Tuesday, May 21, 2013

May 16, 1945 Japanese Home Bases Hit


The Abilene Daily Reporter News


Carrier Planes Blast 18 Nip Home Bases




Hot Ground

Fight Rages

GUAM, Wednesday, May 16.—(AP)—Carrier planes hammered 18 Nipponese homeland airfields and destroyed, damaged or strafed 357 enemy planes in a sweep beginning Saturday night and continuing through Monday. Adm. Chester W. Nimitz, announcing the carrier raids on the fields from which Japan has been staging aerial  onslaughts on the American forces at Okinawa, said fierce

fighting continued there today.


A strong Japanese counter-attack on the west flank was beaten back by the Sixth divisions, veterans  of Eniwetok and Orote peninsula, while 77th divisions troops captured "Chocolate Drop" hill about 1,800 yards northeast of fortress Shurt

after five days of bitter fighting.

The three-day attack on Kyushu and Shikoku was the first American strong Japanese counter-attack the west flank was beaten back carrier strike in force since the Inland sea raid on March 19. Radio Tokyo previously had reported 900 planes were Involved.

It started with a torpedo plane strike on Kyushu Saturday night. Twelve enemy planes were shot down. •— •

Sunday and Monday, Japanese planes were destroyed or damaged and an additional 73 were brought under machine- gun and rocket attack with unobserved results.

A-barrage balloon was shot down. A preliminary check revealed that 10 U. S. planes were lost.

Vice Adm. Marc A.- Mitschner's carrier planes also struck' targets of opportunity during the two – day sweep.


Solons Report Torture Camps 'Organized Crime

WASHINGTON, May 15.—(AP)—In shocked silence, Congress heard

from its own eyewitnesses today the gruesome story of Germany's torture

camps where thousands of slaves lived like cattle and died like beasts.

The report of six senators and six representatives who visited three

notorious concentration camps was read simultaneously in the two chambers

by Senator Barkeley (D.-Ky.) and Rep. Thomason (D.-Tex.)

 It was a bitter denunciation of the German government—an indictment on the high charge of mass murder. It did not spare the German public.

Senator Barkeley did not spare the German army either. He said

it was inconceivable that the general staff would not have known

about the savage practices of the SS and gestapo.

"It Is the opinion of your committee that these practice! Constituted no less than organized crime against civilization and humanity," the report said, "and those who were responsible for them should have meted out to them swift, certain and adequate punishment."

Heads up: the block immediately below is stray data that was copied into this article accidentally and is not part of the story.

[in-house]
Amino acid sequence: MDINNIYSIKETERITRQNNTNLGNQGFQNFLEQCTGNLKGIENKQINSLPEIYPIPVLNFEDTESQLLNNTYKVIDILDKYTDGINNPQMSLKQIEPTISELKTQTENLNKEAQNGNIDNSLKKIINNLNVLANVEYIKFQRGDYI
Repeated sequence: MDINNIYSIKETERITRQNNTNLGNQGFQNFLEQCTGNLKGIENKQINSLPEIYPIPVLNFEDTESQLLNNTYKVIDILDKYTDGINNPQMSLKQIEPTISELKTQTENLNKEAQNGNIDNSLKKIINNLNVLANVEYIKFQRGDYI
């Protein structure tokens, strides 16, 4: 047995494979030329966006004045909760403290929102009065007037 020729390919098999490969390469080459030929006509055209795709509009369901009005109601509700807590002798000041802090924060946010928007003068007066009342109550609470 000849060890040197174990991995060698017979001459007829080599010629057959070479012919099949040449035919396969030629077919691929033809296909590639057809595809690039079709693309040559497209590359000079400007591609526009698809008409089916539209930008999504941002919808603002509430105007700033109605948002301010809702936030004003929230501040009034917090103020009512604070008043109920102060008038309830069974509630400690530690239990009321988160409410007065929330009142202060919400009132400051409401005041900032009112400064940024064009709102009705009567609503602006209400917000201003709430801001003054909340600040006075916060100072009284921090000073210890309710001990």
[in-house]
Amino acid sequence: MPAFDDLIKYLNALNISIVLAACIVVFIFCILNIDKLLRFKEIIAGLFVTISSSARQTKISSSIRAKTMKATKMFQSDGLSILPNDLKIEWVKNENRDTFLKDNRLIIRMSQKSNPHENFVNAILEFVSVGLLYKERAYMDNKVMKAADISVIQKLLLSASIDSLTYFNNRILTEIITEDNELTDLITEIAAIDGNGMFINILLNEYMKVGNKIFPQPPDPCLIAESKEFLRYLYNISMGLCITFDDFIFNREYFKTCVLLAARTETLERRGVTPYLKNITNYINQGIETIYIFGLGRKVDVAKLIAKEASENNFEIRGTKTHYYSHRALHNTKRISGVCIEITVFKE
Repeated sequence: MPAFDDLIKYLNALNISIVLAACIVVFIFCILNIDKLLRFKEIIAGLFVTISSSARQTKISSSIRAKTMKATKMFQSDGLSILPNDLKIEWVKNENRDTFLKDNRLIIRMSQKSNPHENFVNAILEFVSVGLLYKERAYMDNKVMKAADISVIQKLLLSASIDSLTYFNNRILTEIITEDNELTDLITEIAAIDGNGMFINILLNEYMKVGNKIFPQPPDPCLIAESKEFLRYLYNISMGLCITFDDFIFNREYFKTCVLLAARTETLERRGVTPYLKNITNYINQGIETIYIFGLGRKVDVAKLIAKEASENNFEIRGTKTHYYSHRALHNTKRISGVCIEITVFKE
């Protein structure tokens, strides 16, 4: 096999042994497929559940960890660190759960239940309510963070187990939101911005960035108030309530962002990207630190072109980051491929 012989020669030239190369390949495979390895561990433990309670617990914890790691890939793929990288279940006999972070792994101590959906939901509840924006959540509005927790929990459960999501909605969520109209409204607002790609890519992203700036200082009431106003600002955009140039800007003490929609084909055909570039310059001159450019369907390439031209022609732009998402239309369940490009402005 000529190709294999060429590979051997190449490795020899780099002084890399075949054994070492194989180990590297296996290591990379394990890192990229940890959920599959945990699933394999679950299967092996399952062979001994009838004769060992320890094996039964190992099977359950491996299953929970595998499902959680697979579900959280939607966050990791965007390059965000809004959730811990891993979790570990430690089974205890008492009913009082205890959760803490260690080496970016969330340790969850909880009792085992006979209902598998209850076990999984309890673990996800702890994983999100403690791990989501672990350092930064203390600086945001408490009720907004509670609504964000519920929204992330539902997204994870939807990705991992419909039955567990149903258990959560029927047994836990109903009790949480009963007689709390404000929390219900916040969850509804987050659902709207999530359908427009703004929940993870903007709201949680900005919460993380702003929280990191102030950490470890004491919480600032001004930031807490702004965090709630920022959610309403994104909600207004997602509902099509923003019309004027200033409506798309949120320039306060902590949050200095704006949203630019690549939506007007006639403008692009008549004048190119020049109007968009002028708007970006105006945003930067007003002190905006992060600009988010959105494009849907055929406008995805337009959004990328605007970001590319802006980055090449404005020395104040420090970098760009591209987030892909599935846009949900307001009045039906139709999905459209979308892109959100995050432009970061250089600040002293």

The investigations conferred with war crimes commission in London

and the French commission, praising the steps already taken for prosecution

of war criminals in Germany. This work is well underway, the

report said, and thus there is no need for the committee to recommend

any action.

The 12 legislators visited Buchenwald, Nordenhausen and Dachau, the

most notorious camps for political prisoners. They saw the dead, they saw

the dying. Barkley said some helpless captives died while the American

investigators were there.

Dachau was overrun so fast by the American troops, the report said that none of the evidence of the atrocities could be destroyed. This wa largely true of Buchenwald too. At Nordhausen U.S. forces had ha three weeks to put things in shape but the story was the same, traced back through witnesses.

It was a story of planned starvation, of use of German criminals to

destroy the mentality "of all those who opposed the master race," of

huge ovens for cremating victims, and of torture devices.

Barkley said the magnitude of the horror could be understood only

"by the stench" of the places, and "smell of death."

The report said everywhere there was evidence that the German civilian was fat and well clothed.

The 12 concluded that the contrast pointed to 'a calculated and diabolical program of planned torture and extermination on the part of those who were in control of the German government."

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